Archaeologists in Israel discovered the ancient bodies in the biblical city of Gezer, more than 3,000 years after its destruction by ancient Egyptians.
The 33-acre Tel Gezer archaeological site is located in the foothills of the Judean Mountains in central Israel and continues to fascinate experts. The ancient city of Gezer is mentioned in the biblical account of King Solomon’s fortifications, as well as in several ancient Egyptian and Assyrian texts.
Excavations this summer revealed the remains of three people in a building destroyed by an ancient Egyptian army. “This past season we uncovered a building dating to the end of the 13th century BC that was violently destroyed,” explained Prof. Steven Ortiz, Professor at the Tandy Institute for Archaeology at Southwestern Baptist Theological Seminary, in an email to Fox News.
The destruction is associated with the “Merneptah campaign,” when the Egyptian Pharaoh Merneptah attacked Gezer, according to Ortiz, who co-directed the excavation with Samuel Wolff of the Israel Antiquities Authority. At the time of the attack, Gezer was part of the ancient Canaanite civilization.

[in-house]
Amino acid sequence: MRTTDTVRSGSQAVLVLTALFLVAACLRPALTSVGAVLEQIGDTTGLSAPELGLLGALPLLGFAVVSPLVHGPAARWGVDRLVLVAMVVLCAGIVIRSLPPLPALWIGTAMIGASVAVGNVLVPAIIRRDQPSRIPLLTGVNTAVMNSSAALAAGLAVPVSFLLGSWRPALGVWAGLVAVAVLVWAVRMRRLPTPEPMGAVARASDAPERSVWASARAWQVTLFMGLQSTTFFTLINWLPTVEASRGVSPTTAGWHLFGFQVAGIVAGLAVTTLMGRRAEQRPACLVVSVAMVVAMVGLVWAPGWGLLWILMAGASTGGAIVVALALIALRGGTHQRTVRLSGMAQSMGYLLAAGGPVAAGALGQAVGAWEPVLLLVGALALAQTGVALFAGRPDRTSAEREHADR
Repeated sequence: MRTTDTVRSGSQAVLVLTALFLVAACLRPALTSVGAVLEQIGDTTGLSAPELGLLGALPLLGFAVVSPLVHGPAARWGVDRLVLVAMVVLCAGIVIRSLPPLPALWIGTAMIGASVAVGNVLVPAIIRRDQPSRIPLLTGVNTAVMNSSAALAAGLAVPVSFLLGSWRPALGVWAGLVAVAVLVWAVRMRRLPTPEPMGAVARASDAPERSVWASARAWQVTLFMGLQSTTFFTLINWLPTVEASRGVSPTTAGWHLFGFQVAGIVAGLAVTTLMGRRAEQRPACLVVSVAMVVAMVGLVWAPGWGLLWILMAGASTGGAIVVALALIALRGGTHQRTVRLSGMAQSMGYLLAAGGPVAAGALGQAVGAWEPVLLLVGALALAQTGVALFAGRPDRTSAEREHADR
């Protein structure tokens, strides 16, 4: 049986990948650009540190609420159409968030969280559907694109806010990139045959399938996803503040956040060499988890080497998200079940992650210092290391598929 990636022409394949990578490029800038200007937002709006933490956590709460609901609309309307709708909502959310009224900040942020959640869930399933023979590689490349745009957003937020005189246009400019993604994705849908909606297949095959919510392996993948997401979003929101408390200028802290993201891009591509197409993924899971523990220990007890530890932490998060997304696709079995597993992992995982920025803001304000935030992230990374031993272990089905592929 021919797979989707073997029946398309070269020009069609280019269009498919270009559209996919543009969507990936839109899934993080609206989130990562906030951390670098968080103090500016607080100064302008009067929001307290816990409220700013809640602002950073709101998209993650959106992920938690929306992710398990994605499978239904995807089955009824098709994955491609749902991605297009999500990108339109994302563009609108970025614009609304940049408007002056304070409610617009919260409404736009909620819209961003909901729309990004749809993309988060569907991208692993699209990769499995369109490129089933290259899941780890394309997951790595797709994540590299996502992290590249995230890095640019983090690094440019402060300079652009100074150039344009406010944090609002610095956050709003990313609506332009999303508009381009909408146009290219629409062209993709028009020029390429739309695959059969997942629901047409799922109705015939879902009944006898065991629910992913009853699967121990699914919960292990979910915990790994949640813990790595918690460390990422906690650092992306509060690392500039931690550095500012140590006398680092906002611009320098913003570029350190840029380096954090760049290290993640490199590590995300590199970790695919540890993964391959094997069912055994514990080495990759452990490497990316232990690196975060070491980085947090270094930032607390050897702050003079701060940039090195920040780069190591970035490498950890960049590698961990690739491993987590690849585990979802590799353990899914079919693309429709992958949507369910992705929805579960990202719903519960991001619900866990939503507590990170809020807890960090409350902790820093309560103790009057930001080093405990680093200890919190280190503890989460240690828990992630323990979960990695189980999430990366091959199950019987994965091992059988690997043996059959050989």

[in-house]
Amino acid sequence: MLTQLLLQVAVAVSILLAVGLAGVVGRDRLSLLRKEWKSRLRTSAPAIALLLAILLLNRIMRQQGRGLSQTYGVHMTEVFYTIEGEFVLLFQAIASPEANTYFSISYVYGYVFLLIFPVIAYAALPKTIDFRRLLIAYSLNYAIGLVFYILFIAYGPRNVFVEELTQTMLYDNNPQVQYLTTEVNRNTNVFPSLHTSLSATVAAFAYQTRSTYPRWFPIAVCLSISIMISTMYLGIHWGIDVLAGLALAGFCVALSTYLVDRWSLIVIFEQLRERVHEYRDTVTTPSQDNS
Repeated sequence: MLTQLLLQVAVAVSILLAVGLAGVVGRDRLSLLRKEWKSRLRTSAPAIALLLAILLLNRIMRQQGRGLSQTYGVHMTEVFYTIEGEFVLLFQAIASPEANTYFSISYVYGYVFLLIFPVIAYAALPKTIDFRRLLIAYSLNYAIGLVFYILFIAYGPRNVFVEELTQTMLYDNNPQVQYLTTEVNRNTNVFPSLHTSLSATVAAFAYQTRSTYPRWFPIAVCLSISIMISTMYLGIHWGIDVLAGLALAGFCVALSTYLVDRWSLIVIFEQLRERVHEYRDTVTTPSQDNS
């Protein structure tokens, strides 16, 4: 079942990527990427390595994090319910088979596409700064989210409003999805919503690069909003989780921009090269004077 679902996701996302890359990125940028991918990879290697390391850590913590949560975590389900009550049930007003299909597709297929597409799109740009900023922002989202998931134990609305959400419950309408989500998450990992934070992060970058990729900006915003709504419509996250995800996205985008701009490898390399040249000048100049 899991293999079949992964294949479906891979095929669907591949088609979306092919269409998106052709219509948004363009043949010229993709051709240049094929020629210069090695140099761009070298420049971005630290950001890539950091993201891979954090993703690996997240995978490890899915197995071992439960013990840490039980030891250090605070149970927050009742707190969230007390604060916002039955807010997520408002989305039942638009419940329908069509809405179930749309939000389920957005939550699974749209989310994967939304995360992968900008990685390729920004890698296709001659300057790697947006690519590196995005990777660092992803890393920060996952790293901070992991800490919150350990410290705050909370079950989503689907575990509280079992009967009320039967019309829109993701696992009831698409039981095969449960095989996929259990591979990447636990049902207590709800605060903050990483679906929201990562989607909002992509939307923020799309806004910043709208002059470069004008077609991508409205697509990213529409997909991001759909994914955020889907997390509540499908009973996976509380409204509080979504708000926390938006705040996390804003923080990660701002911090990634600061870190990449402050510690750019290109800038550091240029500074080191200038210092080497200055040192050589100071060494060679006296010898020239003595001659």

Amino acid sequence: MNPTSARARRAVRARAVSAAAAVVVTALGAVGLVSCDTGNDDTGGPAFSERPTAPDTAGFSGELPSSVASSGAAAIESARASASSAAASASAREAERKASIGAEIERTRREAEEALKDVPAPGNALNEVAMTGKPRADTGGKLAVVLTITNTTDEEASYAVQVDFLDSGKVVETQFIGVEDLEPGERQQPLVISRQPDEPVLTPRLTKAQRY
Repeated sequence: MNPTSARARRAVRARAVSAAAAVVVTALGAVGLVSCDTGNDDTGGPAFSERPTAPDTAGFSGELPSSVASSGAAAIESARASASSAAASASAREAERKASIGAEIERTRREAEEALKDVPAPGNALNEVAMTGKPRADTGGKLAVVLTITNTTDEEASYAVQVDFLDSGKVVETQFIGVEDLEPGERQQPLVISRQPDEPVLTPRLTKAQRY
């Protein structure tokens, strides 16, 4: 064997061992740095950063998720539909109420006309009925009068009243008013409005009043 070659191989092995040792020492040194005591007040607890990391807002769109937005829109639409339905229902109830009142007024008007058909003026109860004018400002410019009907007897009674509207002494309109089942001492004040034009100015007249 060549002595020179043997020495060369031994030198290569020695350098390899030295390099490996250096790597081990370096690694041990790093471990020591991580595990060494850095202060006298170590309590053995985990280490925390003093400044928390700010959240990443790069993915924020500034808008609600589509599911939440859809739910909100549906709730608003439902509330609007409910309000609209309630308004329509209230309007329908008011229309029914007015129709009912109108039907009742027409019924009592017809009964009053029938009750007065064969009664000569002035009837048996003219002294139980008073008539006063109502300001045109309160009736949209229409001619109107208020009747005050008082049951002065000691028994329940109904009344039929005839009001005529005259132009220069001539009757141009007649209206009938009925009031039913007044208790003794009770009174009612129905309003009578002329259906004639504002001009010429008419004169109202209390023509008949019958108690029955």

The Israeli website Haaretz reports that the remains of two adults and a child, the latter wearing earrings, were discovered in a building in the south of the ancient city.
One adult and the child were found under a 3.3-foot layer of ash and burnt bricks in a room of the building, according to Haaretz. The adult, who was so badly burnt that the sex could not be determined, was lying on its back with its arms above its head.
Other artifacts found in the room include a table, storage jars, a grinding stone and a large earthenware jar.
The skeletal remains of the second adult were found beneath rubble in another room within the complex, Haaretz reports. Other items in that room included a 13th century B.C. amulet and cylinder seals.
The finds, Ortiz says, show the importance of the ancient city of Gezer and provide evidence of Egyptian military campaigns at the end of the late Bronze Age. The city was strategically located at a crucial crossroads guarding the pass from the coast up to Jerusalem.
The Tandy Institute for Archaeology has made 10 excavations at the site, starting in 2006, and uncovered a King Solomon-Era palace last year.
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